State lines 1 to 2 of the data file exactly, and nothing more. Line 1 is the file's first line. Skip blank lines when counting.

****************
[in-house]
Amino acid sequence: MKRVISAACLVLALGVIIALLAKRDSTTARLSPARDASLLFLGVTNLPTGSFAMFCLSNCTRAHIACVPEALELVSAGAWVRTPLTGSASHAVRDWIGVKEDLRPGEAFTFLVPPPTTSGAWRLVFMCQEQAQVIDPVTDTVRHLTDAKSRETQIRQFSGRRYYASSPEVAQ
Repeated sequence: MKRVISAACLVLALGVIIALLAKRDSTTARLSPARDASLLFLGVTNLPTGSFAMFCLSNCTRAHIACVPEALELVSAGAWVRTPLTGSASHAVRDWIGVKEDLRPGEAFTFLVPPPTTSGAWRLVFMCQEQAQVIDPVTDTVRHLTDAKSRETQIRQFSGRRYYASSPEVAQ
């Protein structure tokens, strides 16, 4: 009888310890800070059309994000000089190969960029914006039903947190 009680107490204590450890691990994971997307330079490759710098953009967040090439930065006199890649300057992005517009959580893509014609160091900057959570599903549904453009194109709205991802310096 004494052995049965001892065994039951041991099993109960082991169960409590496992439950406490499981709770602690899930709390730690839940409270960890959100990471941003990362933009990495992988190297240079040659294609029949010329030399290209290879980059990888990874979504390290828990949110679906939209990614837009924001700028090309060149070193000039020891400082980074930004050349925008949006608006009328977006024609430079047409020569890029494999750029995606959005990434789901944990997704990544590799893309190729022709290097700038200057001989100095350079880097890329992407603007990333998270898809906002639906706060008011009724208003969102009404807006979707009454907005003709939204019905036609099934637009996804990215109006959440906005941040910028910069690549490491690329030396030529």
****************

[in-house]
Amino acid sequence: MKRVISAACLVLALGVIIALLAKRDSTTARLSPARDASLLFLGVTNLPTGSFAMFCLSNCTRAHIACVPEALELVSAGAWVRTPLTGSASHAVRDWIGVKEDLRPGEAFTFLVPPPTTSGAWRLVFMCQEQAQVIDPVTDTVRHLTDAKSRETQIRQFSGRRYYASSPEVAQ